The ASTMH Annual Meeting draws tropical medicine and global health professionals representing academia, government, non-profits, philanthropy, NGOs, industry, military and private practice. The meeting is designed for researchers, professors, government and public health officials, military personnel, travel clinic physicians, practicing physicians in tropical medicine, students and all health care providers working in the fields of tropical medicine, hygiene and global health. 

7th Global Scabies Control Meeting
October 28, New Orleans, Louisiana
We are pleased to announce the date for the 7th Global Scabies Control meeting. The meeting will be held on Sunday 28th October in New Orleans, LA, USA. Please mark this in your diaries now! Further information and registration details will follow in coming months. 

1st International Caparica Congress on Leishmaniasis
October 29-31, Caparica, Portugal
This conference intends to gather researchers working in areas related to Leishmaniasis, from treatment to prevention. In fact, as leishmaniasis is slowly but constantly, increasing worldwide, this conference is addressed to show the latest research trends in this area. The idea is to push forward the battle against this persistent disease. 

Women Leaders in Global Health London 2018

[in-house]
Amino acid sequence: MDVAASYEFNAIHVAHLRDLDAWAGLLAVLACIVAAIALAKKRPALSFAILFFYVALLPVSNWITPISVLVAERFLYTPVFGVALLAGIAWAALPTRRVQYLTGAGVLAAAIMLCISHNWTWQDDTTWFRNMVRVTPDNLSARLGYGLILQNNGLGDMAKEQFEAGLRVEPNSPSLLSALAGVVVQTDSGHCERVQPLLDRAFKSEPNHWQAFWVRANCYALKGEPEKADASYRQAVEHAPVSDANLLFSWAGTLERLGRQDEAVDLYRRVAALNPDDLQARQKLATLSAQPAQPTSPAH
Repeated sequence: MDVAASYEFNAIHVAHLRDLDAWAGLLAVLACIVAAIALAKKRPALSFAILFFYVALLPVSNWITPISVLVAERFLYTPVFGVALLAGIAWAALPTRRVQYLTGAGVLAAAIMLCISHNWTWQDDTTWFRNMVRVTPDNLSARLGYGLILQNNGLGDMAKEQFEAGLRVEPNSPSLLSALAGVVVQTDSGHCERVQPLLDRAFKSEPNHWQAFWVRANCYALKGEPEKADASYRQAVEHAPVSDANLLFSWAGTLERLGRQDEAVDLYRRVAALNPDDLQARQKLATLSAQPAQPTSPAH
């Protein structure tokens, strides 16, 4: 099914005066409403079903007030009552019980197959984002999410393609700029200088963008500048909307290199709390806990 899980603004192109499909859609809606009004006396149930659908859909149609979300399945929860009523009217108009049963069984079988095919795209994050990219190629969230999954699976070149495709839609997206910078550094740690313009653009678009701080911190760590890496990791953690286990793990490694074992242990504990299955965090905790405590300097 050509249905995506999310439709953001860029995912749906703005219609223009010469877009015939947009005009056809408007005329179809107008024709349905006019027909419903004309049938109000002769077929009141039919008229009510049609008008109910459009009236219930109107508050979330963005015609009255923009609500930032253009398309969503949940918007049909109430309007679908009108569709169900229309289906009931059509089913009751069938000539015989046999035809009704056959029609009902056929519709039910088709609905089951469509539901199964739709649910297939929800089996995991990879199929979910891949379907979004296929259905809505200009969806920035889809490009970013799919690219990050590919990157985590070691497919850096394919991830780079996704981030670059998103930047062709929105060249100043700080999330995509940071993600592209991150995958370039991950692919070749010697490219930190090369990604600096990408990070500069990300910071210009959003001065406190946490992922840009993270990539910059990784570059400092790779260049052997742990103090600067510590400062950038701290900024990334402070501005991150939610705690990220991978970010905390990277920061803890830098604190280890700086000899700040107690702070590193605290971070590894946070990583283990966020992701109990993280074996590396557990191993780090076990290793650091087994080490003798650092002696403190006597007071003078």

November 8-9, London, United Kingdom
Celebrating women in global health leadership and cultivating the next generation of women leaders. 

APHA 2018 Annual Meeting and Expo
November 10-14, San Diego, California
Theme: "Creating the Healthiest Nation: Health Equity Now."  

Vector-Borne Diseases in the UK - Biennial Meeting, 2018
December 3-4, Norwich, United Kingdom
This meeting will be the fourth we have held on this topic, with previous meetings in 2012, 2014 and 2016, and like before we will bring together members of the major UK research groups who have an interest in vectors or vector-borne diseases which could be a threat to the UK; groups with wider but related areas of interest; members of key UK Government Departments and their Agencies; and representatives of European organisations with an interest in this topic. 

Women Deliver 2019 Conference 
June 3-6, 2019, Vancouver, Canada
The Women Deliver 2019 Conference – the world’s largest gathering on the health, rights, and wellbeing of women and girls – will serve as a fueling station for advocates working to achieve a more gender equal world. In the summer of 2019, over 6,000 world leaders, influencers, advocates, academics, activists, and journalists will flock to Vancouver with dreams of accelerating progress girls and women everywhere.